Mexico's Olive Ridley Sea Turtles Make a Comeback
MEXICO CITY Sea turtles are spawning in record numbers along Mexico's Pacific coast this year, thanks largely to stepped up protection against poachers, the nation's environmental watchdog said this week.
Some 27.2 million Olive Ridley turtle eggs are under guard in nests at main breeding beaches in Oaxaca state, the environmental protection agency Profepa said. Of those, about 9 million are likely to hatch, the highest numbers in 20 years, the agency said.
"This turtle that was seriously hurting in the '80s and '90s is in full recovery, and if these protection efforts continue, we should have much success," said Luis Fueyo, director of marine resources for the agency.
Mexico has several varieties of sea turtles, and they are typically ravaged by natural predators, erratic weather, and human hunters seeking their meat and eggs, sold illegally in big cities as a delicacy.
Humans are their biggest threat, and some of the turtles are still in danger.
But the Olive Ridley has made a comeback, with hundreds of thousands arriving to lay eggs under beach sands this year in a spectacular annual ritual that has taken place for centuries. The egg-laying season runs from June to November.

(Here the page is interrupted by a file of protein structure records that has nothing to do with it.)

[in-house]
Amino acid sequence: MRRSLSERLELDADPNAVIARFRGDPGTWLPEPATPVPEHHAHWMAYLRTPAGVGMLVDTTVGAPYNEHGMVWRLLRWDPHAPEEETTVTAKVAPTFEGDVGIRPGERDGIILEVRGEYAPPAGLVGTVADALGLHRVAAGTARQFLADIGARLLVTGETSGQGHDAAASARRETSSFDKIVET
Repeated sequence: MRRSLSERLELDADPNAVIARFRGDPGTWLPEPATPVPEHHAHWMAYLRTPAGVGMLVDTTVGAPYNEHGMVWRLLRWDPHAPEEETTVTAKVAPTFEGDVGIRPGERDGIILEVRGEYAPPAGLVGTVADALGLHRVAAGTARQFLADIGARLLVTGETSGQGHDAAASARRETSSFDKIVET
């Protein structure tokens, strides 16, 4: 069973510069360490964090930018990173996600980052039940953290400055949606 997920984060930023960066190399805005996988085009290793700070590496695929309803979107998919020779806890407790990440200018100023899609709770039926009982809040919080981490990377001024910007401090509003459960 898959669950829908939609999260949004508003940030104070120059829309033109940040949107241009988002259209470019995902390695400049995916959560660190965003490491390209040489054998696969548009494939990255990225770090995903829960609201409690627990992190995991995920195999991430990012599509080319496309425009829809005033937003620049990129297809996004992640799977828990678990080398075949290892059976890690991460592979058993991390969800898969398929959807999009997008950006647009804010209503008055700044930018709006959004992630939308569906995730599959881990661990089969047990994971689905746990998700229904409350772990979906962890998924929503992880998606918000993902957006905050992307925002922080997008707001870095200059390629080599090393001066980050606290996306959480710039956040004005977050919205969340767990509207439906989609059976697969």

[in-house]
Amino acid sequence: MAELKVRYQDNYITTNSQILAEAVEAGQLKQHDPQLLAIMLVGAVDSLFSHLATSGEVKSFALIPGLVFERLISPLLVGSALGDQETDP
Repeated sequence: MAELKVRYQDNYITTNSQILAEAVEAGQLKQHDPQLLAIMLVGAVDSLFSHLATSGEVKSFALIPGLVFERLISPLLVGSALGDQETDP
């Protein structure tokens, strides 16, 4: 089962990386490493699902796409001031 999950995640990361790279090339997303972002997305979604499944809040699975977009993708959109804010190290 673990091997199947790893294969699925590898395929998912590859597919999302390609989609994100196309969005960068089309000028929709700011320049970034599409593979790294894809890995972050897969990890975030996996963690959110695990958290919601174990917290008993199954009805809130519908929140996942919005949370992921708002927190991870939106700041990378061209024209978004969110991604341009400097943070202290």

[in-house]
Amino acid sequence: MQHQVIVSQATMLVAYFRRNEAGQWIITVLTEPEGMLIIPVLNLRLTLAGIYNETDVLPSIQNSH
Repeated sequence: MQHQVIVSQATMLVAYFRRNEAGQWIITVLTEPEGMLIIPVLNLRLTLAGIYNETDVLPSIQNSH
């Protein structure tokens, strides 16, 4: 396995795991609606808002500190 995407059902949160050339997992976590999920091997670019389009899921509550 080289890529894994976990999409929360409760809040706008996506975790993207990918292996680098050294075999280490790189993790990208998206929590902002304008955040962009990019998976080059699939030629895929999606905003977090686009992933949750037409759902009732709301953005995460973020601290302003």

Of the 27 million eggs under guard, perhaps 30,000 turtles will grow up to lay eggs of their own, Fueyo said. Adults are believed to return and lay eggs on the same beach where they were born. Mexican authorities are tracking the offspring.
An important breeding ground, Mexico has 120 beaches where Olive Ridley turtles lay eggs, though the large majority go to La Escobilla and Morro Ayuta beaches in Oaxaca.
Profepa has increased its vigilance of beaches with help from the military and federal police, but more remote areas are difficult to protect.
Earlier this year, the carcasses of hundreds of sea turtles, most of them Olive Ridleys, were found bludgeoned and carved open by poachers farther north in Guerrero state.
And just last Saturday, authorities stopped three poachers carrying 2,000 stolen eggs, Fueyo said.
International regulations aimed at preventing the accidental capture of turtles and other sea life in deadly fishing nets also are helping boost the populations, he said.